1. Certain disciplinary proceedings were taken by the petitioner against the second respondent which culminated in an order of dismissal against the second respondent. The second respondent agitated the mater further but way of industrial dispute which got referred to the Labour Court, Coimbatore in I.D. No. 87 of 1977. Before the Labour Court, the representative on behalf of the second respondent herein seemed to have argued only the question of punishment and it was submitted before the Labour Court that the punishment of dismissal is disproportionate to the nature of misconduct alleged against the second respondent. The question has been gone in to by the Labour Court and it found warrant and justification for interfering with the punishment and while ordering reinstatement of the second respondent with continuity of service, it declined back wages.
2. Before me, Mr. S. Jayaraman, learns counsel for the petitioner, submits that none of the consideration which have weighed with the labour Court are relevant with reference to the matters to be considered under S. 11A of the Industrial Disputes Act, (14 of 1947) Learned Counsel also places reliance on a judgment of a Bench of this court in Gopala Krishan Mills Pvt. Ltd. v. Labour Court : (1980)ILLJ425Mad . After having gone through the order of the Labour Court. I am unable to persuade myself to accept the submission of the learned counsel for the petitioner. The Labour Court has considered the materials with reference to the two charges framed against the second respondent only for the purpose of findings out as to whether the quantum of the punishment imposed by the petitioner on the second respondent is proportionate with the gravity and seriousness of the misconduct alleged and proved. The charges levelled against the second respondent rate as follows :
(1) He made the following statement to Mr. Damodar, Resident Engineer of the petitioner : 'What do you know about Engineering - balls'.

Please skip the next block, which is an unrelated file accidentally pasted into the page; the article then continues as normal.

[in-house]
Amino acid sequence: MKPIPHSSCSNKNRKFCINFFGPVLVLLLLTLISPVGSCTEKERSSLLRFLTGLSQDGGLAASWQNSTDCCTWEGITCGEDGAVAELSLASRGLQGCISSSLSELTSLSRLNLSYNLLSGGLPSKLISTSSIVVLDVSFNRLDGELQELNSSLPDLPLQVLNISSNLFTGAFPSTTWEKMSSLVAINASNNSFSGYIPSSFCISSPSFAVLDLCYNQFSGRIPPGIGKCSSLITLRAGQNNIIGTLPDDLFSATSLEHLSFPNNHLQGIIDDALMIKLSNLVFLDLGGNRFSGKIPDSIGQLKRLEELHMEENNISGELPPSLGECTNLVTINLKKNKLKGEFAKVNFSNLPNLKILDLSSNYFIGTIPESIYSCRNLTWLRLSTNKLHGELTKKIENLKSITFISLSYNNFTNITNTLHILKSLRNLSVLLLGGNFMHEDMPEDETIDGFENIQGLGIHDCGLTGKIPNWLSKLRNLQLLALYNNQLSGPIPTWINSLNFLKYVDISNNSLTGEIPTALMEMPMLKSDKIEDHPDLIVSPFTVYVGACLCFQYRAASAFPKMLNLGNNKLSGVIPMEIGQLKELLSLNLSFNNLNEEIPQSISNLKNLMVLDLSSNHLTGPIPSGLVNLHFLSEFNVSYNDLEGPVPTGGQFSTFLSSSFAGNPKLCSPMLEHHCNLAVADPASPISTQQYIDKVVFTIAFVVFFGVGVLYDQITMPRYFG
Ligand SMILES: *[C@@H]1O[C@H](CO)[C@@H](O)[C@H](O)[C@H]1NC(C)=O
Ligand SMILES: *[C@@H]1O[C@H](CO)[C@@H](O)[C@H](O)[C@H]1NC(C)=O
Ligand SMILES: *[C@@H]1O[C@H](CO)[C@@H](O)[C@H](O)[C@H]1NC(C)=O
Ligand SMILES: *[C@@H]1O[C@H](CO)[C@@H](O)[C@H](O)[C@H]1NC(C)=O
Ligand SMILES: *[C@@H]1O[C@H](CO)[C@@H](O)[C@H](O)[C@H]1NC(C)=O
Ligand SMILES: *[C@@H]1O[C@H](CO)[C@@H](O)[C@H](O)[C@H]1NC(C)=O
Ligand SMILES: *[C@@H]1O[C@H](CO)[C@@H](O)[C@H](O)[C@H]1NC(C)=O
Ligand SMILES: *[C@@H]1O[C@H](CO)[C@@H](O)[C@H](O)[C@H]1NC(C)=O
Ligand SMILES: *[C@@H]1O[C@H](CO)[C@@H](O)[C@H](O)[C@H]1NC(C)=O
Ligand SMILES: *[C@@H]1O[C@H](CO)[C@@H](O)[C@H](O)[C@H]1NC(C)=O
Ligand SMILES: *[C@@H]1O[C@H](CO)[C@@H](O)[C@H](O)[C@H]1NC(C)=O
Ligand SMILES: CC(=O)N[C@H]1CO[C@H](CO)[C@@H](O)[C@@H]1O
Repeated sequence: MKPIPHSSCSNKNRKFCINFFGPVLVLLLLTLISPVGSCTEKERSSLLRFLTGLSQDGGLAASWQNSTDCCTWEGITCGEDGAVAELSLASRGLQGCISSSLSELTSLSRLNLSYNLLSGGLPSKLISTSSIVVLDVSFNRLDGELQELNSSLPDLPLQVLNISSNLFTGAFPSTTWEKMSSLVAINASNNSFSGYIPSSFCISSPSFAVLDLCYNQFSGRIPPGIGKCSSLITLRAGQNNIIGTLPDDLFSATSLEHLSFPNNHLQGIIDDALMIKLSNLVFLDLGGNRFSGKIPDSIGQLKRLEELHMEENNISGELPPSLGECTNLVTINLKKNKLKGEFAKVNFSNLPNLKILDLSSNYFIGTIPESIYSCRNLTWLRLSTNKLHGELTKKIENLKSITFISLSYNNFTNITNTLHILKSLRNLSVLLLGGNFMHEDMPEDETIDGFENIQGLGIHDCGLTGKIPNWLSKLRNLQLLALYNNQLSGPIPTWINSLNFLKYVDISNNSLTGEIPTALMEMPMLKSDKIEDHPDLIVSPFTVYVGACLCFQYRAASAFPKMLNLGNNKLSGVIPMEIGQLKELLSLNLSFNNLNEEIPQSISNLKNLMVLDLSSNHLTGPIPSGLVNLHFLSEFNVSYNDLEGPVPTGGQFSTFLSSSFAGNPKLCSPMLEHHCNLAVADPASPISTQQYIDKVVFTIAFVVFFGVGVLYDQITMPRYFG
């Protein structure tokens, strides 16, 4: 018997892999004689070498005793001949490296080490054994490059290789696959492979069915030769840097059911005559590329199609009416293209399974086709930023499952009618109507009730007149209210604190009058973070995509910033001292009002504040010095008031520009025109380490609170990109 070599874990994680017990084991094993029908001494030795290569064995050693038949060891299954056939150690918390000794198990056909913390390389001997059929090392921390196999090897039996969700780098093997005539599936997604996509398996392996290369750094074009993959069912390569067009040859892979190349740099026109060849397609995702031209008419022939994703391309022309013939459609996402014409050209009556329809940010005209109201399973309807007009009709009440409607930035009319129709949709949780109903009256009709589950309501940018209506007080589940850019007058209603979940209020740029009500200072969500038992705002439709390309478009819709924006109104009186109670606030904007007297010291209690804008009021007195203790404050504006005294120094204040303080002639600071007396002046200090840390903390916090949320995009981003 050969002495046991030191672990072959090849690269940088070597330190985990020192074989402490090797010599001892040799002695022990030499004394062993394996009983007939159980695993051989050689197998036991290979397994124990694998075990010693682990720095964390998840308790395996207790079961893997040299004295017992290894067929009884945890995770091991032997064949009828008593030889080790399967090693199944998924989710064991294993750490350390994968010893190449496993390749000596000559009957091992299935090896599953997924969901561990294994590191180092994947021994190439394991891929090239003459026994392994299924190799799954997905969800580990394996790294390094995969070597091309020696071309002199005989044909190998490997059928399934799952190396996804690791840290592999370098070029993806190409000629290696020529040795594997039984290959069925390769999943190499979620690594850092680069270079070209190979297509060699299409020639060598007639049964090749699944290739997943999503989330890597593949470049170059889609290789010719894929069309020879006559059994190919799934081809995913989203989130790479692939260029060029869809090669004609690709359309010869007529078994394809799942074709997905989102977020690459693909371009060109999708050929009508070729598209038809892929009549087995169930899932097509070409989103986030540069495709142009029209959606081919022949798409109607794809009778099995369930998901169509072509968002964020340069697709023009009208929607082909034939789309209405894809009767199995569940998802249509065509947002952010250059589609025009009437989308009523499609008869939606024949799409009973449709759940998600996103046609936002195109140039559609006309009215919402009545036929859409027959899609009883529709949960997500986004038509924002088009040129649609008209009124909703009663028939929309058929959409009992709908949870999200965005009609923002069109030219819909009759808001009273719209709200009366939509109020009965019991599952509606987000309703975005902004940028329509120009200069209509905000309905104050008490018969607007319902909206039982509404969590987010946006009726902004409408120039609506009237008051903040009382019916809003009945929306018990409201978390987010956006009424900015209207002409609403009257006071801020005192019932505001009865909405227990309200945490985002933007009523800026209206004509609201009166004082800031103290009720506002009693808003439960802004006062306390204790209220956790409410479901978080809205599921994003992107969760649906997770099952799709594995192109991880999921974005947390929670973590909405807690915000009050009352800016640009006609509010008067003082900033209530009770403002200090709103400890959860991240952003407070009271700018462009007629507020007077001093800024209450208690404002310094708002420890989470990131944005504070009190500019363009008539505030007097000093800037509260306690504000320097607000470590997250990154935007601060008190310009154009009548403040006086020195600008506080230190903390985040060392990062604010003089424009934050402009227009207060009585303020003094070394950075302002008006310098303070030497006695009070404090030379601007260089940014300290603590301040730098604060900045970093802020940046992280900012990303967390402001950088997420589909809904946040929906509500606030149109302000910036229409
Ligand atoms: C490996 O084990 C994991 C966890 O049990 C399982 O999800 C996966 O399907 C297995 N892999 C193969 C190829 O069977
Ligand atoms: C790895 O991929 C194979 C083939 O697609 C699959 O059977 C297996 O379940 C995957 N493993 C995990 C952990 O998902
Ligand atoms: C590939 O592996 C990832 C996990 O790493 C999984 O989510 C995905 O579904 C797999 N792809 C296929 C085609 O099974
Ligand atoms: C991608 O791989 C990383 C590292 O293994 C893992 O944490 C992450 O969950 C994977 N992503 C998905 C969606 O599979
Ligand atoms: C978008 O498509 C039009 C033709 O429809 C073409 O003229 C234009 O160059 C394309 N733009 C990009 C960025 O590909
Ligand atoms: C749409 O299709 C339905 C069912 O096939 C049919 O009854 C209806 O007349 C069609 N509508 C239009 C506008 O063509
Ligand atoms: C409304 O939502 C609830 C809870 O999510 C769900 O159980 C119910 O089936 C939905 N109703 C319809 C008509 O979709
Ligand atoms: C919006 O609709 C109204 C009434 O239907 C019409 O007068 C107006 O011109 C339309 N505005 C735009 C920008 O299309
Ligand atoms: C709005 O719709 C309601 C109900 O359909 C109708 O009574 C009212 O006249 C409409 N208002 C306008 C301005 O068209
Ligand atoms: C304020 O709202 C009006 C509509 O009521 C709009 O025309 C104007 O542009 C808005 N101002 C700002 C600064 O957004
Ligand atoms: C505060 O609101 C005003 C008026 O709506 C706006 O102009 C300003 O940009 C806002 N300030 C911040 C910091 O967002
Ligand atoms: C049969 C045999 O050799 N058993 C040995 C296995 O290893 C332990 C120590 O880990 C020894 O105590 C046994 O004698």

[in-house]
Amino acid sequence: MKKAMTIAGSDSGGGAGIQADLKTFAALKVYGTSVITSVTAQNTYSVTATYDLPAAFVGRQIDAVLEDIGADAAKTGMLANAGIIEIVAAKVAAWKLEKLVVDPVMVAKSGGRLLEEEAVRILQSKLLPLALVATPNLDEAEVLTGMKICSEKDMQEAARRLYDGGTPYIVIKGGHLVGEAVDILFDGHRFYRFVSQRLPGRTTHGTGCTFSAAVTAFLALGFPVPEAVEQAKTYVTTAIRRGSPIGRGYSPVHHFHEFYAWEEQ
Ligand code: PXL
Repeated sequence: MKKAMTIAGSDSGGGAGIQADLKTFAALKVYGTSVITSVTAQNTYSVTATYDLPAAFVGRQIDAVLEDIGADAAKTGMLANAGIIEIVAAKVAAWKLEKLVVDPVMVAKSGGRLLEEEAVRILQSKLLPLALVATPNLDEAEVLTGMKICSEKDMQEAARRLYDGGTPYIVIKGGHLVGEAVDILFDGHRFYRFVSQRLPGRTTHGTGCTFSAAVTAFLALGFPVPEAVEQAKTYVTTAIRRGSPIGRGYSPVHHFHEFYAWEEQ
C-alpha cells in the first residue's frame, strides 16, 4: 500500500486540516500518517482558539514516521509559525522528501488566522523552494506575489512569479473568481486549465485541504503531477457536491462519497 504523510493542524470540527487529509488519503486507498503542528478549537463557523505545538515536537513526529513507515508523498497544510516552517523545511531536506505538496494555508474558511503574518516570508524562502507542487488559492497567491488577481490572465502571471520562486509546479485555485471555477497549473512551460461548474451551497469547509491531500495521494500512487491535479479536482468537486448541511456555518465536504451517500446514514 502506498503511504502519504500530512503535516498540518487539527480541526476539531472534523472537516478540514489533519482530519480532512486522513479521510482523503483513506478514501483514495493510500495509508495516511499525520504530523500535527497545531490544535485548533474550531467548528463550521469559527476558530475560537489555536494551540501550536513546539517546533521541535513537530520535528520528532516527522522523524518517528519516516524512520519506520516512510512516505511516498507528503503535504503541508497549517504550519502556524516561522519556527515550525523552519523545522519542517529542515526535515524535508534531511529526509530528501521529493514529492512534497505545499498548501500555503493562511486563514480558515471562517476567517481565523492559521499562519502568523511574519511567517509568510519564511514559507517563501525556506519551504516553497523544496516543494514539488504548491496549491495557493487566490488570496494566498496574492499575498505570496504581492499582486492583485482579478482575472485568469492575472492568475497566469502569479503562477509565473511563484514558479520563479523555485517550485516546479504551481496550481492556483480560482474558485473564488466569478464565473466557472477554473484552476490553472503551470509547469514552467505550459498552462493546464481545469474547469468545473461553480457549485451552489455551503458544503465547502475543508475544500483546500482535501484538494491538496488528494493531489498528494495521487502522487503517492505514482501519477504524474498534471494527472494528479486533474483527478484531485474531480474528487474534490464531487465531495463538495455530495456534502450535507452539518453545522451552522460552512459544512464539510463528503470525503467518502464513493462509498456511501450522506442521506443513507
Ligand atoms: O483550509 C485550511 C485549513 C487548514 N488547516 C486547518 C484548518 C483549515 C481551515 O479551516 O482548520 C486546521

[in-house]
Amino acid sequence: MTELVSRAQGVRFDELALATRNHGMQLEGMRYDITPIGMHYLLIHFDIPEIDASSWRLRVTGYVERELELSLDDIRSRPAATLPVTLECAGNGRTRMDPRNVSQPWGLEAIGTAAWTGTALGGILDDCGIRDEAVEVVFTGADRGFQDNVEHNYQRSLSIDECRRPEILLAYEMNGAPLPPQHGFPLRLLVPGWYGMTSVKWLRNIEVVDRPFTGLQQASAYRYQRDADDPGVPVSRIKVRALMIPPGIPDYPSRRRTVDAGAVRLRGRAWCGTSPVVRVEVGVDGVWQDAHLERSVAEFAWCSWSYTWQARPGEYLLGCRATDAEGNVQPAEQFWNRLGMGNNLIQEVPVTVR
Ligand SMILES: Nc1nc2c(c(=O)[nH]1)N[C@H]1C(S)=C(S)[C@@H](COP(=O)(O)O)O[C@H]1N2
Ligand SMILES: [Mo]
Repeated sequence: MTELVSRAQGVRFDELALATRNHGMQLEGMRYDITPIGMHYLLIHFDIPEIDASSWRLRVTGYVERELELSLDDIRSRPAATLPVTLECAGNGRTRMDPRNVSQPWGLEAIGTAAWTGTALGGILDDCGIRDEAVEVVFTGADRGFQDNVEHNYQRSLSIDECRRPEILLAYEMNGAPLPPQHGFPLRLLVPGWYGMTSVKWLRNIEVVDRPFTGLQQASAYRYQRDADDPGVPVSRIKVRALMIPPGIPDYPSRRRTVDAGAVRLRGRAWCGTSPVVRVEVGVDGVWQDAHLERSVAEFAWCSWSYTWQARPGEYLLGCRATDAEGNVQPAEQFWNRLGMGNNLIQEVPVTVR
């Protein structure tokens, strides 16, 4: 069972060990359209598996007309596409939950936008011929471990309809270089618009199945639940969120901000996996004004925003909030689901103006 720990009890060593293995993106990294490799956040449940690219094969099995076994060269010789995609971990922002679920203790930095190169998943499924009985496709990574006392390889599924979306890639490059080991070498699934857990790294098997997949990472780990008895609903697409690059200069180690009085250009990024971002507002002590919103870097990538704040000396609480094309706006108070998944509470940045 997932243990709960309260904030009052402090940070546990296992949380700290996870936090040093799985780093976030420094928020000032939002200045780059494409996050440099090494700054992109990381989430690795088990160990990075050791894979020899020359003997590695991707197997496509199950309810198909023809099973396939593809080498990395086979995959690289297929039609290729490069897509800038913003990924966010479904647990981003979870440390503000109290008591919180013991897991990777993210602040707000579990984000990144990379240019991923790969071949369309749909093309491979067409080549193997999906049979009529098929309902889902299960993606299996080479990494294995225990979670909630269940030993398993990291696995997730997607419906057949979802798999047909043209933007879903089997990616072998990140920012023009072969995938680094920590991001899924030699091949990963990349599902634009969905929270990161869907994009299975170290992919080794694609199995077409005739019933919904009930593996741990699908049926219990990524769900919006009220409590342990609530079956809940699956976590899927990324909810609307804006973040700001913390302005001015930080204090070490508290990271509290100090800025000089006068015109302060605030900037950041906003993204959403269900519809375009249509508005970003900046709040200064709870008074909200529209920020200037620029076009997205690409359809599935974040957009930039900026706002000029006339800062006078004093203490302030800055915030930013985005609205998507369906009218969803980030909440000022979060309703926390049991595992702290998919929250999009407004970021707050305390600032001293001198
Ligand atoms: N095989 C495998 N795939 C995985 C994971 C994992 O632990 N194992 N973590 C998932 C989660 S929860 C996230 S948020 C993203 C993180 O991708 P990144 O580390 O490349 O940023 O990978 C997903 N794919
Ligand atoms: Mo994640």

(2) He raised his first towards Mr. Damodar in an attempt to assault him.
The Labour Court considered the materials and has opined that the charges leveled against the second respondent cannot be held to have been established beyond doubt. But, it has not interfered with order of dismissal passed by the petitioner on this ground and it has only taken the relevant factors into consideration for the purpose of interfering with the quantum of punishment. Considering the nature of the charges. I do not think that the Labour Court acted in any parverse manner in interfering with the quantum of punishment. In paragraph 9 of its order, the Labour Court has set out the factors which have weighed with if for the purpose of dealing with the matter leniently.
3. After the introduction of the S. 11A into the Industrial Disputes Act (14 of 1947) a discretion is given to the Labour Court and other Tribunal mentioned therein to give such other reliefs to the workmen, including the award of any lesser punishment in lieu of discharge or dismissal as the circumstances of the case may require. It is not as if in the present case the Labour Court has acted without any material to warrant the interference with the quantum of punished. The Labour Court having exercised its desecration, it is not for this court to interfere with that discretion unless it is shows that the Labour Court acted in a perverse manner. Such is also the view taken by a Bench of the Court in Management of Binny Ltd. v. Addl. Labour Court, Madras : (1979)IILLJ280Mad In view of this position. I am not able persuade myself to interfere with the away of the first respondent in this writ petition. Accordingly the write petition fails and the same is dismissed. There will, however, be order as to costs.